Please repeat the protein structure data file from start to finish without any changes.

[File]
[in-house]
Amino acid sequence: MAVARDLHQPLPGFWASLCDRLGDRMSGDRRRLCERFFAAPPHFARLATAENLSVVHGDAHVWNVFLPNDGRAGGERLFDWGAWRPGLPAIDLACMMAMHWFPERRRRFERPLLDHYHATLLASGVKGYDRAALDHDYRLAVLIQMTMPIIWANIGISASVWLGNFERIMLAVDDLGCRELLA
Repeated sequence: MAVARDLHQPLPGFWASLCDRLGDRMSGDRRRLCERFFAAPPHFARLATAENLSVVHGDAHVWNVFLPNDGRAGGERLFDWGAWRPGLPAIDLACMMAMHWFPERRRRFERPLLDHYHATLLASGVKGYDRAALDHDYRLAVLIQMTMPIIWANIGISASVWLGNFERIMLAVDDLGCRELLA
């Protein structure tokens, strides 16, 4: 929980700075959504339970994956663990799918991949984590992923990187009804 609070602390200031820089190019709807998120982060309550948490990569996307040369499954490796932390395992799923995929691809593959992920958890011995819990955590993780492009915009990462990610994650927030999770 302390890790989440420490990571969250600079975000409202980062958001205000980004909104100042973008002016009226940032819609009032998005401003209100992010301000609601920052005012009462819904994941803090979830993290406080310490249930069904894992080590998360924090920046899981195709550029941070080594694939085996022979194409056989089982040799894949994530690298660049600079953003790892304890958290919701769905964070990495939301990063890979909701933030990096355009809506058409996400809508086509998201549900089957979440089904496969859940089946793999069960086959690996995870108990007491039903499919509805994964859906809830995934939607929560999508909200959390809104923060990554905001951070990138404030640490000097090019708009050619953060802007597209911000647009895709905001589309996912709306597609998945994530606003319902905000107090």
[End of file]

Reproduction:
[in-house]
Amino acid sequence: MAVARDLHQPLPGFWASLCDRLGDRMSGDRRRLCERFFAAPPHFARLATAENLSVVHGDAHVWNVFLPNDGRAGGERLFDWGAWRPGLPAIDLACMMAMHWFPERRRRFERPLLDHYHATLLASGVKGYDRAALDHDYRLAVLIQMTMPIIWANIGISASVWLGNFERIMLAVDDLGCRELLA
Repeated sequence: MAVARDLHQPLPGFWASLCDRLGDRMSGDRRRLCERFFAAPPHFARLATAENLSVVHGDAHVWNVFLPNDGRAGGERLFDWGAWRPGLPAIDLACMMAMHWFPERRRRFERPLLDHYHATLLASGVKGYDRAALDHDYRLAVLIQMTMPIIWANIGISASVWLGNFERIMLAVDDLGCRELLA
């Protein structure tokens, strides 16, 4: 929980700075959504339970994956663990799918991949984590992923990187009804 609070602390200031820089190019709807998120982060309550948490990569996307040369499954490796932390395992799923995929691809593959992920958890011995819990955590993780492009915009990462990610994650927030999770 302390890790989440420490990571969250600079975000409202980062958001205000980004909104100042973008002016009226940032819609009032998005401003209100992010301000609601920052005012009462819904994941803090979830993290406080310490249930069904894992080590998360924090920046899981195709550029941070080594694939085996022979194409056989089982040799894949994530690298660049600079953003790892304890958290919701769905964070990495939301990063890979909701933030990096355009809506058409996400809508086509998201549900089957979440089904496969859940089946793999069960086959690996995870108990007491039903499919509805994964859906809830995934939607929560999508909200959390809104923060990554905001951070990138404030640490000097090019708009050619953060802007597209911000647009895709905001589309996912709306597609998945994530606003319902905000107090």